.3 15 10 5 0

75 76 77 78 79 80 81 82 83 84 85 86 87 88 89

(C) . .

Figure 1. Differentiation L. tropica positive control and L. major positive control using HRM method.

75 76 77 78 79 80 81 82 83 84 85 86 87 88 89

Figure 2. Representative curve of the melting curves of ITS-1 amplicons for infected P. sergenti species to L. tropica, Dehbakri County, Southeastern Iran, 2011.

Control of leishmaniasis need to understand on ecology and epidemiology of disease in endemic areas. There is a major problem for epidemiologists both in identification of reservoir hosts and in detection of vectors. Therefore, finding naturally infected sand flies is essential in identifying a species as a vector of Leishmania and in studying infection rates in areas of endemicity[25, 26].

The applicability of kDNA for the detection and identification of Leishmania within sand flies by DNA hybridization have been shown previously[27]. In recent years, several molecular techniques, mainly those based on PCR have been developed for the specific identification and characterization of Leishmania species[28-30]. Although other techniques are sensitive and specific for identification of Leishmania species, they are laborious and time consuming, especially the post-PCR processing steps. In addition, there is also a higher risk of contamination, more expensive (e.g., DNA sequencing) and the techniques only provide qualitative information. A highly sensitive method is needed to determine sand fly infection of Leishmania parasite. The choice of the gene used for HRM analysis is important in developing a successful assay, since it can take advantage of small differences in melting curves to distinguish between organisms with highly homologous sequences[i4].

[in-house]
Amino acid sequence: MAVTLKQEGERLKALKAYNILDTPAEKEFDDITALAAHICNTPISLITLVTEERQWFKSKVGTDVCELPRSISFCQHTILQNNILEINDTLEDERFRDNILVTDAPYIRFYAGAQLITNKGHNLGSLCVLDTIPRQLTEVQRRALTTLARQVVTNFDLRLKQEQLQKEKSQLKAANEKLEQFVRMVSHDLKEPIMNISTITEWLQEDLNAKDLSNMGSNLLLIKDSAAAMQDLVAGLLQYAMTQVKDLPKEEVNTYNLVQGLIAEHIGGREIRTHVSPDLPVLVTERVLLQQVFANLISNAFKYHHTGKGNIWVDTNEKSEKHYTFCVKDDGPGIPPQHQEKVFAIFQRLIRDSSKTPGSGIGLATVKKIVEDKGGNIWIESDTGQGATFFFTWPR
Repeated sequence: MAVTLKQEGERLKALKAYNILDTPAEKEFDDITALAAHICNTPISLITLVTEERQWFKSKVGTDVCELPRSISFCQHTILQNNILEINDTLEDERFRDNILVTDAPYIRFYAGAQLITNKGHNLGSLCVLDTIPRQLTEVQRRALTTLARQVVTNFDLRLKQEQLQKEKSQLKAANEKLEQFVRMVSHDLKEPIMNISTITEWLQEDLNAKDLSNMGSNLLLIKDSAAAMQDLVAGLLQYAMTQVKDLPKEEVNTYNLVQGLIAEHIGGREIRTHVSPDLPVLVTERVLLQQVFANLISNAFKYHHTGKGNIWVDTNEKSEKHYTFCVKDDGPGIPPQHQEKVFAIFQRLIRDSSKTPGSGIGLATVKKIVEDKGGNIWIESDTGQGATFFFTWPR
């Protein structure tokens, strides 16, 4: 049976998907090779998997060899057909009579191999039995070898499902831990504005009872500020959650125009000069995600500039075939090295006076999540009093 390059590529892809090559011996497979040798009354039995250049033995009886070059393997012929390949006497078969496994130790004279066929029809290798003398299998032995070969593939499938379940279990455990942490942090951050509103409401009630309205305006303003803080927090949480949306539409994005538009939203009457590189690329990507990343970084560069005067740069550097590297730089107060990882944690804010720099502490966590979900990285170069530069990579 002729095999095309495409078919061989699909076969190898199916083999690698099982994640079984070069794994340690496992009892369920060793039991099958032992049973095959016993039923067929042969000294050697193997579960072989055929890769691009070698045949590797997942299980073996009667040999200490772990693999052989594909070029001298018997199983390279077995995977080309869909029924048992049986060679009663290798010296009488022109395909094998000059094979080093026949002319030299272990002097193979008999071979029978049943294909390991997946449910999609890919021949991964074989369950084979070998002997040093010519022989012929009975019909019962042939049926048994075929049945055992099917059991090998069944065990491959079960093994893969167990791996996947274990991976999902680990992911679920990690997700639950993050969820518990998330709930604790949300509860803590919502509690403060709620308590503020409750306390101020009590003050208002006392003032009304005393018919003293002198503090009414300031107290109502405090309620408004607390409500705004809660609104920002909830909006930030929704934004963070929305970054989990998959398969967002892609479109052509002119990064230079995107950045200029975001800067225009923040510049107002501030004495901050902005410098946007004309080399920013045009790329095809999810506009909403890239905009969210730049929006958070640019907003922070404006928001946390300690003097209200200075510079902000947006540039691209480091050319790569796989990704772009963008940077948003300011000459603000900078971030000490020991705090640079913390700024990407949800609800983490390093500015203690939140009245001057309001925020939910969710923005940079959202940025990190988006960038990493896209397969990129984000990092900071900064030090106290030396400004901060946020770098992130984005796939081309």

The ITS1 gene can be used for diagnosis of human leishmani asis, as well as epidemiological studies on potential reservoir hosts, sand fly vectors, and parasite genotypes[12]. In the present study, we have successfully utilized HRM analysis along with real-time PCR for the rapid detection and species identification of Leishmania species in sand flies samples. To the best of our knowledge, this is the first report on the utilization of the HRM approach for rapid detection and discrimination of sand flies species by employing the ITS1 of nuclear ribosomal DNA as a genetic marker in Iran. We report L. tropica infections in P. sergenti(2.6%) specimens, the only proven vector of L. tropica in Iran.

In conclusion, using HRM assay for identifying of Old World Leishmania species is rapid, sensitive, specific, and simple and can be used to directly diagnose parasites in the sand flies vector with a minimum of operator post-PCR manipulation and interpretation.

Conflict of interest statement

We declare that we have no conflict of interest.

Acknowledgments

This investigation was supported by the Iranian Center of Diseases Management, Ministry of Health and Medical

Education. We wish to express our sincere thanks for providing facilities needed for this study. The authors would like to thank the Leishmaniasis Research Center, Kerman University of Medical Sciences and the School of Public Health, Tehran University of Medical Sciences for their close collaboration. This study was financially supported by School of Public Health, Tehran University of Medical Sciences, and Leishmaniasis Research Center, Kerman University of Medical Sciences, project No.10487